Asian markets retreat as US fiscal cliff fears grow

Asian markets mostly fell on Friday after Republicans scrapped a vote on putting in place a back-up plan if talks on averting the US fiscal cliff end in failure.

The news out of Washington late Thursday cancelled out a rally on Wall Street and upbeat data on the US economy, while it also hit currency traders, who have sent the safe-haven yen higher despite more Bank of Japan monetary easing.

Tokyo fell 0.99 percent, or 99.27 points to 9,940.06, Seoul shed 0.95 percent, or 19.08 points, to 1,980.42 and Sydney was 0.23 percent lower, losing 10.5 points to end at 4,623.6.

Hong Kong slid 0.68 percent, fell 153.49 points to close at 22,506.29, while Shanghai lost 0.69 percent, or 15.04 points, to end at 2,153.31.

With just under two weeks to go before huge tax hikes and spending cuts are due to kick in -- and likely tip the economy into recession -- US lawmakers are still unable to reach a compromise that will avert the fiscal cliff.

Late Thursday in Washington Republican House Speaker John Boehner scrapped a vote on a bill that would have extended tax cuts for all Americans earning less than $1 million even if a wider deal could not be struck.

The move, which he described as his "Plan B", was dropped because he did not have enough support. Boehner said his party would recess until after Christmas.

The measure had been blasted by President Barack Obama's Democrats as a diversionary tactic that would never have passed in the Senate, where they hold a majority.

Now both parties must come up with a budget that will cut the country's deficit with less painful measures before the start of January, when they take effect.

Wall Street ended in positive territory on Thursday, however, lifted by fresh data further indicating the US economy is getting back on its feet.

The Commerce Department said the economy grew 3.1 percent in the third quarter, up from the estimates of 2.7 percent and 2.0 percent previously stated.

The figure reflects upward revisions to consumer spending, exports and government outlays, and a downward revision to imports.

Also Thursday the National Association of Realtors said existing home sales rose 5.9 percent month-on-month in November to their highest level in three years.

The Dow rose 0.45 percent,the S&P 500 gained 0.55 percent and the Nasdaq climbed 0.20 percent.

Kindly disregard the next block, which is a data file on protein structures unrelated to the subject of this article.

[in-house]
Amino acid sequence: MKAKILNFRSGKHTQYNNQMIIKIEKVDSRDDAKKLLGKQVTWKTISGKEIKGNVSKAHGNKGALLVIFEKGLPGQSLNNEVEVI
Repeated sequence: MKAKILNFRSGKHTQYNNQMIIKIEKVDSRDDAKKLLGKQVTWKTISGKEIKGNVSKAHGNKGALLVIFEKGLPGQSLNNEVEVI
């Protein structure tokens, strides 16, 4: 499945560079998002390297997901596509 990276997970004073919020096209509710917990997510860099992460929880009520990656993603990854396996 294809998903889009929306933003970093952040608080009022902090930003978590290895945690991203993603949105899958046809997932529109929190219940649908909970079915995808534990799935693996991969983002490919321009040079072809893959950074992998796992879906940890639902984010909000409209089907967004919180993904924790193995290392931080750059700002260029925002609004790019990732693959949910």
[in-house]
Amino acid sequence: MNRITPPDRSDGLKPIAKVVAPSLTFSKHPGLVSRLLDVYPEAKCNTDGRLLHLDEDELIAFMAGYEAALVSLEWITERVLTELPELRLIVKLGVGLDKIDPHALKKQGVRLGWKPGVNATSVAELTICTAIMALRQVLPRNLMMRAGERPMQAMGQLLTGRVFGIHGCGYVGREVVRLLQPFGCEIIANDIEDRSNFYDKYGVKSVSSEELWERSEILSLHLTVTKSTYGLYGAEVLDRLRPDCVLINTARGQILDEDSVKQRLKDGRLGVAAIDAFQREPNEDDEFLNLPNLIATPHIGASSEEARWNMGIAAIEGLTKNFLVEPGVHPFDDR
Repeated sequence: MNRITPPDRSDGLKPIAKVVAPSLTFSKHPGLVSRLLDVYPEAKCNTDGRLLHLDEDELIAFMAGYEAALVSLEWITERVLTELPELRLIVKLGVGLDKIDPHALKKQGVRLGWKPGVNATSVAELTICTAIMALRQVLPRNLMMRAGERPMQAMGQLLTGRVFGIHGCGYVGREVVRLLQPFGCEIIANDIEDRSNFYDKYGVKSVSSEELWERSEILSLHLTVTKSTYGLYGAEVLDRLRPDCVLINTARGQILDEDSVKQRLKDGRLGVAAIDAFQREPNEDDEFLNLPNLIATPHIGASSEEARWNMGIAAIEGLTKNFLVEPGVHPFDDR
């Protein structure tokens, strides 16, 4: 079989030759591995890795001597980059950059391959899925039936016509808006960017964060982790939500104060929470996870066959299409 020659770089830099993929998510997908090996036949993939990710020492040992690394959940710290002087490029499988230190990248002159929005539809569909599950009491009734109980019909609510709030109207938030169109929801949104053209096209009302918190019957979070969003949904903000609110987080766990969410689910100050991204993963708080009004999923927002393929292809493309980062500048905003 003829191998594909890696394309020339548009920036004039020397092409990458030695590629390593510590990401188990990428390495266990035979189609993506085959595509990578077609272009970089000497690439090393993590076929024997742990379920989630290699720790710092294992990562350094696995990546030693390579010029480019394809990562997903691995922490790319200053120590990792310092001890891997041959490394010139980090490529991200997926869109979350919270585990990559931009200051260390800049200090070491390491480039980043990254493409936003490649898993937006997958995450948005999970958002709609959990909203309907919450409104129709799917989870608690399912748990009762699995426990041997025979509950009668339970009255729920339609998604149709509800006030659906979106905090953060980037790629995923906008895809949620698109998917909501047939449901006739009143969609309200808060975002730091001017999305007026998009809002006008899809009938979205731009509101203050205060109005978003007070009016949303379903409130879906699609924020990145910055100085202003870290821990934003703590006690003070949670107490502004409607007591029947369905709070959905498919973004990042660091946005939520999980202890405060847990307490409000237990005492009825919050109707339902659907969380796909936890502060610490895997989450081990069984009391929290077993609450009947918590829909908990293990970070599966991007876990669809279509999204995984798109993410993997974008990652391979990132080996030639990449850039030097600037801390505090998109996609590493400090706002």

Thursday's delay in Washington sent the yen higher in Asian trade. The dollar bought 84.05 yen against 84.38 yen in New York late Thursday. The euro was at $1.3204 and 111.00 yen compared with $1.3241 and 111.72 yen.

However, the Japanese unit is still being pressured after the country's central bank announced fresh monetary easing Thursday, while dealers expect further measures in the new year when the new government is in control.

Oil prices fell, with New York's main contract, light sweet crude for delivery in February down $1.00 to $89.13 a barrel and Brent North Sea crude for February falling 53 cents to $109.67.

Gold was at $1,648.01 at 1045 GMT compared with $1,668.30 late Thursday.

In other markets:

-- Taipei fell 0.99 percent, or 75.53 points, to 7,519.93.

Taiwan Semiconductor Manufacturing Co. was 1.25 percent lower at Tw$94.8 while leading smartphone maker HTC rose 1.63 percent to Tw$280.0.

-- Manila closed 0.45 percent higher, adding 26.20 points to 5,823.94.

Metropolitan Bank and Trust rose 2.06 percent to 101.70 pesos and Philippine Long Distance Telephone gained 1.18 percent to 2,570 pesos.

-- Wellington fell 0.51 percent, or 20.71 points, to 4,054.74.

Air New Zealand was down 0.78 percent at NZ$1.28, Fletcher Building shed 2.37 percent to NZ$8.25 and Telecom eased 2.59 percent to NZ$2.26.

-- Singapore closed up 0.54 percent, or 16.95 points, at 3,175.52.

Singapore Telecom rose 0.60 percent to Sg$3.37 and DBS Group gained 0.54 percent to Sg$14.99.

-- Bangkok shed 0.07 percent or 1.00 points to close at 1,377.40.

Coal producer Banpu fell 1.42 percent or 6.00 baht to 418.00 baht while PTT Plc was unchanged at 333.00 baht.

-- Jakarta ended down 21.04 points, or 0.49 percent, at 4,254.82.

Carmaker Astra International fell 2.60 percent to 7,500 rupiah, cigarette maker Gudang Garam lost 2.73 percent to 57,000 rupiah, while palm oil producer Astra Agro Lestari decreased 1.62 percent to 18,250 rupiah.

-- Kuala Lumpur shares gained 4.96 points, or 0.30 percent, to close at 1,670.60.

British American Tobacco added 1.7 percent to 60.50 ringgit, rose 1.5 percent to 5.36 and Axiata climbed 1.2 percent to 6.68.

-- Mumbai fell 1.09 percent or 211.92 points at 19,242.0 points.

Jet Airways slid 7.03 percent to 566.5 rupees while Jindal Steel fell 3.52 percent to 454.25 rupees.


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